You've got the date spot-on.  The recorded version of the 1980 World Book came out in 1981 from APH, and it used a special player that allowed you to use the encyclopedia's indexing features.  It was a major project here at APH for several years.  As far as I know, it was the only attempt ever to record an entire encyclopedia in the U.S.  APH put out annual yearbooks, which in the old days was the way that you kept your encyclopedia up to date, until 1985.  At that point, sales had declined, and the product was discontinued.  Although there has been occasional interest in reviving the concept of a recorded encyclopedia, the accessibility of the electronic versions of the various encyclopedias has improved to the point where a narrated version might never happen again.  We have copies of the cassettes and players on display in our museum, and perhaps in the future we may post a sample of the audio on our website.  Good question!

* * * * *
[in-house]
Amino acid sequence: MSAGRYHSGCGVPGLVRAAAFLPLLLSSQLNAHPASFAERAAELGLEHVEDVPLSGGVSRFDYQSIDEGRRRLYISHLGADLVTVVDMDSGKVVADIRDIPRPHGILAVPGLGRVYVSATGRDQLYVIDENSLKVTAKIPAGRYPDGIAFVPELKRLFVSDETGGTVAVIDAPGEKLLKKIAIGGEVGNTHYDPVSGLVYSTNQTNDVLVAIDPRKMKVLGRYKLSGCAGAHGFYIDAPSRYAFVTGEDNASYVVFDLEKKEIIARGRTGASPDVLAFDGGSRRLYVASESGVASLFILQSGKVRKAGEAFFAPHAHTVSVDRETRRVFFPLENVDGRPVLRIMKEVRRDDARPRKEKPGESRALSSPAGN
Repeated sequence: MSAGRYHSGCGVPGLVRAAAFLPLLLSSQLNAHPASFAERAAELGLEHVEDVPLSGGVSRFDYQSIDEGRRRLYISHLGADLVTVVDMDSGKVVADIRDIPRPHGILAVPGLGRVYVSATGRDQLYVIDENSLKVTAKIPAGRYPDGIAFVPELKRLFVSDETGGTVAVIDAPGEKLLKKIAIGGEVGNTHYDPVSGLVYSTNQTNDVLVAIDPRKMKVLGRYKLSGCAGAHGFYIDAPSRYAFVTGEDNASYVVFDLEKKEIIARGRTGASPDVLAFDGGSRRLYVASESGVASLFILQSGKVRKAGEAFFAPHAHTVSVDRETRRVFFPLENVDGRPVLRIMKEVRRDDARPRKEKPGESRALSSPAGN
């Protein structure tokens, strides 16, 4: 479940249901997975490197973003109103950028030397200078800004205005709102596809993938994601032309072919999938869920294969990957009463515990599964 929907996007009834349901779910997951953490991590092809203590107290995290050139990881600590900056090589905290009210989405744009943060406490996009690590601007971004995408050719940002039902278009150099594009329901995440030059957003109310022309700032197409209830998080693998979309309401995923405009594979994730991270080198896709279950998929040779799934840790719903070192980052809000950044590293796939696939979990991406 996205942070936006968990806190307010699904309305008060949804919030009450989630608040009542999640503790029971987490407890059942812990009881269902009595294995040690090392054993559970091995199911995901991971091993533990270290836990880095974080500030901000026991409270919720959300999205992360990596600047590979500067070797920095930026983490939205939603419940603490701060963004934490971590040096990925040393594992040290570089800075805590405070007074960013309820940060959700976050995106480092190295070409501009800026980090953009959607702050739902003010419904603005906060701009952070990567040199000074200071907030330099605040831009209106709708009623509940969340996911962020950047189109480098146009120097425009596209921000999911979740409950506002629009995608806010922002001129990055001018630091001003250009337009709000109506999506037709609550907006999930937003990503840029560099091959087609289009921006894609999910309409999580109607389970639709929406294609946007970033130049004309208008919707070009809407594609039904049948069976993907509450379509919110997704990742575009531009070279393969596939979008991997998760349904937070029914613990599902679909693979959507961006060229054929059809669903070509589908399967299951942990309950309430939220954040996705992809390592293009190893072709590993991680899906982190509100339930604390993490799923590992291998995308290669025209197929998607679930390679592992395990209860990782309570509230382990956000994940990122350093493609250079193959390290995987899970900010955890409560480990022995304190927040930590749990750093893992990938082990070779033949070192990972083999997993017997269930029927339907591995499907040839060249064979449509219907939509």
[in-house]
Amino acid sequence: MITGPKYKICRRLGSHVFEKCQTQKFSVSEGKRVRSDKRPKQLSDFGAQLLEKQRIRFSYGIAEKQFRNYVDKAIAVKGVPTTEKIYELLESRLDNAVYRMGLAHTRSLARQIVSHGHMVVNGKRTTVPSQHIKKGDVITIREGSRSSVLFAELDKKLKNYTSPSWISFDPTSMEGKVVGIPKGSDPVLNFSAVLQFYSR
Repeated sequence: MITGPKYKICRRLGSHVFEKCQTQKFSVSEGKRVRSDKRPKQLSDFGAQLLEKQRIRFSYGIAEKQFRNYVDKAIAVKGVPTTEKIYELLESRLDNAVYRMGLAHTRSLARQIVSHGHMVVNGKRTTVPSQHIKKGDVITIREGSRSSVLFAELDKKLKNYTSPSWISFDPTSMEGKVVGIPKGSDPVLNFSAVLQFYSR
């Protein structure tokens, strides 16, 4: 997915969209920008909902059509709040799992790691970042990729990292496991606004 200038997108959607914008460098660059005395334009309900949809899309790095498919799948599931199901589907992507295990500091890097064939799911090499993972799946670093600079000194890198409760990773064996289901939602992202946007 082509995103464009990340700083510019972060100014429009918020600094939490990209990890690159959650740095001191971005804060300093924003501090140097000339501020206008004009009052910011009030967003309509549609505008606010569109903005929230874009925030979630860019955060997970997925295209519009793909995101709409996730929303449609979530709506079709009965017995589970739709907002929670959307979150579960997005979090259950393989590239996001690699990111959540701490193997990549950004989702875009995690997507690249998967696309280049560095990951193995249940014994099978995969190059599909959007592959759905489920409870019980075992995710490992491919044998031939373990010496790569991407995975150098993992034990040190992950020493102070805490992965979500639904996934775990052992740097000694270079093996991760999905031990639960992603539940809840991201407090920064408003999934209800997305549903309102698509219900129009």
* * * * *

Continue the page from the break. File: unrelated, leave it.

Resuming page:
Physical Blindness VS Mental Blindness

by Lumi Hinata
My maternal grandfather became legally blind when I was young (3) years old only to become totally blind a few years later. I watched him become completely proficient over the years. He went from bumping into objects, feeling wall-to-wall to find his way around to making his own meals and going on vacations out of the country. Although he may have had feelings about never being able to see his grandchildren, great-grandchildren, and all those important images in life, he never once complained. He never once gave up on himself. Up until the day he returned to the essence, he was one of the strongest members of my family. If you looked up perseverance in the dictionary, you would surely find his face next to it.